So, I stopped posting these past few months, and here’s why…
I’ve been studying abroad in Austria! The picture above is of the old Cartesian monastery which I and about 200 other students called home.
I decided that I would not be writing posts over this semester because I wanted to stay focused on school and experiencing the moment when traveling (and I was very busy indeed).
This semester has been hectic, challenging, and awe-inspiring. People have said this trip can be life-changing, and to be honest it both was and wasn’t as I expected. I’ve traveled across so many countries throughout Europe with a great group of friends and also learned so much from my classes. On the other hand, both traveling and academics were way more challenging than I hoped—I’ve gotten hopelessly lost and hopelessly bad test grades—but in the end I’ve learned that with great perseverance and trust in God, we can achieve far more than we ever think. I’ve also seen way more countries, cultures, and amazing sights than I could have imagined, but I’ve learned that it really is about those you travel with and meet along the way. Though all the sights I’ve seen were amazing, I’ve honestly grown so much more from the challenges of traveling than from visiting the sights themselves. And I’ve seen probably a hundred awe-inspiring religious sites, yet I’ve realized that we don’t need to travel to such places to be close to God.
Here’s a few of the highlights:
In Austria, I learned how to get lost—that is, that even in such situations I can trust God will take care of me. In Vienna, I had to learn to follow a map and, more importantly, to trust myself. Once I knew I could find my own way, being separated from the group wasn’t so scary. Then on the hike to Mariazell, my friends and I got hopelessly lost—but being together made all the difference. We hiked all day and so never got to explore Mariazell in the daylight, but we did get to spend many hours of quality time together (and I certainly got to practice perseverance and trust in the Lord.) If you would have told me we would hike over an entire mountain, I would never have thought it possible—but we did just that, and it was both utterly exhausting and inspiring.
In Poland, I saw places where grave horrors occurred as well as the lives of great saints. At Auschwitz, I heard stories of both the worst and the best of men, of both the tortures executed by Nazi soldiers and the sacrifice of St. Maximilian Kolbe. I learned the importance of speaking out against injustice, upholding the dignity of the human person, and responding with prayer and compassion. At the Shrine of Divine Mercy, we recalled the great mercy of God to man, and the tremendous graces he offers, that we may not be afraid to be saints.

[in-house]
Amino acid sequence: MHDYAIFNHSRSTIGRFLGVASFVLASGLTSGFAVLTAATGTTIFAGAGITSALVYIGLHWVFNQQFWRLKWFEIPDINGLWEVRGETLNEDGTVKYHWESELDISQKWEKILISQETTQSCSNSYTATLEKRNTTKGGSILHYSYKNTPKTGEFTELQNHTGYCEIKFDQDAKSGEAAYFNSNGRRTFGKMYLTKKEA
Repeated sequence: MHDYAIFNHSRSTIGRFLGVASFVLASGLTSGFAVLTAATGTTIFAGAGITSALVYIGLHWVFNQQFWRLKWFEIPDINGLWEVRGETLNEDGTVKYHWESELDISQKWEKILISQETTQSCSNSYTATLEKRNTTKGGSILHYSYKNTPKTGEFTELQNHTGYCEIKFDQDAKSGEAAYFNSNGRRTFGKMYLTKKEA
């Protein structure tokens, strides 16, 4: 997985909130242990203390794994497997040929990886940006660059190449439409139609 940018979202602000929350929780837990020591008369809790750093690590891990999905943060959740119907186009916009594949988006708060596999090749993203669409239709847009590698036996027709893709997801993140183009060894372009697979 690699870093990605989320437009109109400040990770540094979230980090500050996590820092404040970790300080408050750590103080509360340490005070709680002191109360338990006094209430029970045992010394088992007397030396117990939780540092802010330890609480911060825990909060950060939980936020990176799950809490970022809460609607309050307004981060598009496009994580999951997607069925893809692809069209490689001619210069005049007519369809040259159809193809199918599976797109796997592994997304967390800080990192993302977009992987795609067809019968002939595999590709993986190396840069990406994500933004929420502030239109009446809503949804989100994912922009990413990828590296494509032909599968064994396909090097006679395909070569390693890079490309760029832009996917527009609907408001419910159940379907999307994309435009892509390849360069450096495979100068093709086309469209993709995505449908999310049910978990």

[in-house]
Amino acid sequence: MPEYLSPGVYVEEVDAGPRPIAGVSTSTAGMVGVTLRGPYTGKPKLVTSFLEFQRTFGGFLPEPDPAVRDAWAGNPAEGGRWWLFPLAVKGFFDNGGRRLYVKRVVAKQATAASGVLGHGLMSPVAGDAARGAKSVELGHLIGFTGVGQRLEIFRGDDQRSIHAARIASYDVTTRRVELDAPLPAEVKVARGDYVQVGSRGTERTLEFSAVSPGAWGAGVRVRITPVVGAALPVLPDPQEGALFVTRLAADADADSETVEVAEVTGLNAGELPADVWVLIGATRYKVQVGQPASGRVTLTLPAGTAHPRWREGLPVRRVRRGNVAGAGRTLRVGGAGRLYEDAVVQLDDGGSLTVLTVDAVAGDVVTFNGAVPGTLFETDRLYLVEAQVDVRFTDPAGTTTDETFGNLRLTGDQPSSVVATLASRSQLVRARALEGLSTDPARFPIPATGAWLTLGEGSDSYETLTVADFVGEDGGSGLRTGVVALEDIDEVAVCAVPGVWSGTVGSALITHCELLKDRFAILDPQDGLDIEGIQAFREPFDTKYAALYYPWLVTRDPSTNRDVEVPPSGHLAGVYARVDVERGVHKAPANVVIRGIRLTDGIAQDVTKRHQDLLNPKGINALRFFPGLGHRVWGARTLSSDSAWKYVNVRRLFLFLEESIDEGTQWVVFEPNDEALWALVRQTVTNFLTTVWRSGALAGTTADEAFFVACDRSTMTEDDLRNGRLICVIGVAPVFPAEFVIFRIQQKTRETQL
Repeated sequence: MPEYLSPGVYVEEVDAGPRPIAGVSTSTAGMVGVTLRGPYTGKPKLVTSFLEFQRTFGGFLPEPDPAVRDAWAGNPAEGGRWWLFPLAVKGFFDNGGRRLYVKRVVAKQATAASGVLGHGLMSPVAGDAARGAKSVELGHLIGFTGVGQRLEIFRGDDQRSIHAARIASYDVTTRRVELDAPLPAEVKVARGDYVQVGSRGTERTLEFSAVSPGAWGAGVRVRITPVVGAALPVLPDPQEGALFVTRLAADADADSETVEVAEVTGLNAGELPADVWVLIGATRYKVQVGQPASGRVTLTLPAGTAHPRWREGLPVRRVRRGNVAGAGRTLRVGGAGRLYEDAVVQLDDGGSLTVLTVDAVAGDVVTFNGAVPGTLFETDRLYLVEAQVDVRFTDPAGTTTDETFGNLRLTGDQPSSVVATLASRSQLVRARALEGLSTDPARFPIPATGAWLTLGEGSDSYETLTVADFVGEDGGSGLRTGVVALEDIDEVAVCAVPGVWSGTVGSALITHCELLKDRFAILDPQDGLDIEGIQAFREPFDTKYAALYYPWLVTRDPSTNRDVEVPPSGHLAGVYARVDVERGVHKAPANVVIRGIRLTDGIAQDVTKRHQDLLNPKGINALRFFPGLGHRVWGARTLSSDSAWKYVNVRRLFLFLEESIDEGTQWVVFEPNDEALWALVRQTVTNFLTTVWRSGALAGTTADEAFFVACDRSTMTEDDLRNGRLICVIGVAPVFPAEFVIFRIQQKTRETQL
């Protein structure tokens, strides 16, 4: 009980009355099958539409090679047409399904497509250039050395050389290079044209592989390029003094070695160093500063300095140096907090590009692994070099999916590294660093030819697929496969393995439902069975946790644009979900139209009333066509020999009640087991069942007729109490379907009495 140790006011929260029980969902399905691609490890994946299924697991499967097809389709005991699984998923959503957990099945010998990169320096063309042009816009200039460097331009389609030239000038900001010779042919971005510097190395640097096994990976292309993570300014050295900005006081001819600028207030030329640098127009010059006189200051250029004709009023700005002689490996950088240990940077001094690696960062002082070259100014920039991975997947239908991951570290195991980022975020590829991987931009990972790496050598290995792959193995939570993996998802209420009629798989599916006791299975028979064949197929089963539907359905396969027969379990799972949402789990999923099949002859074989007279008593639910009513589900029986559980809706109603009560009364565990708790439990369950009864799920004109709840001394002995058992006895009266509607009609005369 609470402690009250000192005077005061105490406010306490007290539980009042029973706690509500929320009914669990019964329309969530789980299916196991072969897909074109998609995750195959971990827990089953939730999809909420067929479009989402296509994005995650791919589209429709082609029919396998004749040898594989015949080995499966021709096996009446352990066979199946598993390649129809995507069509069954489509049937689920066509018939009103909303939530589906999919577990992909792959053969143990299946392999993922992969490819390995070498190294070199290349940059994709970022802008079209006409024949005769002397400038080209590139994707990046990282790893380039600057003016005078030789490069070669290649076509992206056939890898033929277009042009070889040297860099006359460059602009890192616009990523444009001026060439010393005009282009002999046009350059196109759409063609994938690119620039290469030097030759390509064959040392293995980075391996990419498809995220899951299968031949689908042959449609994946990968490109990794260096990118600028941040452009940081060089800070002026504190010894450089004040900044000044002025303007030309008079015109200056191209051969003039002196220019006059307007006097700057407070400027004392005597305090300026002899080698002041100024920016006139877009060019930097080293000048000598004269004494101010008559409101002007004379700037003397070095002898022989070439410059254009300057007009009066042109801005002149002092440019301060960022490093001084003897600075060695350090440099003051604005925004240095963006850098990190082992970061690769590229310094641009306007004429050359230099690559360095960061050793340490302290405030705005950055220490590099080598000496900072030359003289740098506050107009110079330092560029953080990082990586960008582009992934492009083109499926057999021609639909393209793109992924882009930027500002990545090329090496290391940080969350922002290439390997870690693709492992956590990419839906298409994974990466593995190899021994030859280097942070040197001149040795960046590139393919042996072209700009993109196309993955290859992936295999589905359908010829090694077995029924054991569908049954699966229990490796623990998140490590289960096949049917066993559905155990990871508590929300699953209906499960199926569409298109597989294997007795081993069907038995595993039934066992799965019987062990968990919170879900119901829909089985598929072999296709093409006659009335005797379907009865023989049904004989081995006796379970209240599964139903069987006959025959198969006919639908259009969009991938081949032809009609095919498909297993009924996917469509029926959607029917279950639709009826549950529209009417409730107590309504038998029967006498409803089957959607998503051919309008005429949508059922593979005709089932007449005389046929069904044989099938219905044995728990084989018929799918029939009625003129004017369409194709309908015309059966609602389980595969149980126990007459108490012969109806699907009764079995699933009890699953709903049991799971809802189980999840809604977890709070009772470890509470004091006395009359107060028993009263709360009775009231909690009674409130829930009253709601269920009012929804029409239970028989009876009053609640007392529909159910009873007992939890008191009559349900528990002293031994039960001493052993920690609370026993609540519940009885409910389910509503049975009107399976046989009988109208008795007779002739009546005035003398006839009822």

In Rome and Assisi, I visited so many incredible historical and religious sites—our university is so privileged, we even got to go to Mass in St. Peter’s and beside St. Francis’ tomb. I glimpsed the bones of St. Peter, the Catacombs, and relics of the true Cross. And yet, I realized that we can be even still closer to God than when we are sitting beside a grace-filled saint or relic. In any Catholic Church, in any country, in our own home town, we can meet Christ Himself in the Eucharist. He is truly present there in a way even more intimate than when He is with us even beside St. Peter’s bones or a relic of the true cross. I realized once again what an amazing gift Christ is offering us, one which is so easily accessible at my university in particular and we should never take for granted.
At Lourdes, I served on mission helping the sick and disabled to the grotto where Mary appeared to St. Bernadette. I was pleasantly surprised that we got to sing for Mass in the grotto, receive a bath in the blessed water, and bring up the gifts for a beautiful international Mass. I was touched by how the universal Church came to life in Lourdes, and even moreso by how our mission team and pilgrims began to feel like family. I realized even more acutely how the Catholic Church is our family. Wherever we go, if we are at peace with God, we can find a home in Christ’s Church. Furthermore, I found joy in doing simple tasks to help the pilgrims—as St. Therese and Mother Theresa always say, “we need not do great things—only little things with great love.”
That’s all for now!
God bless and keep you,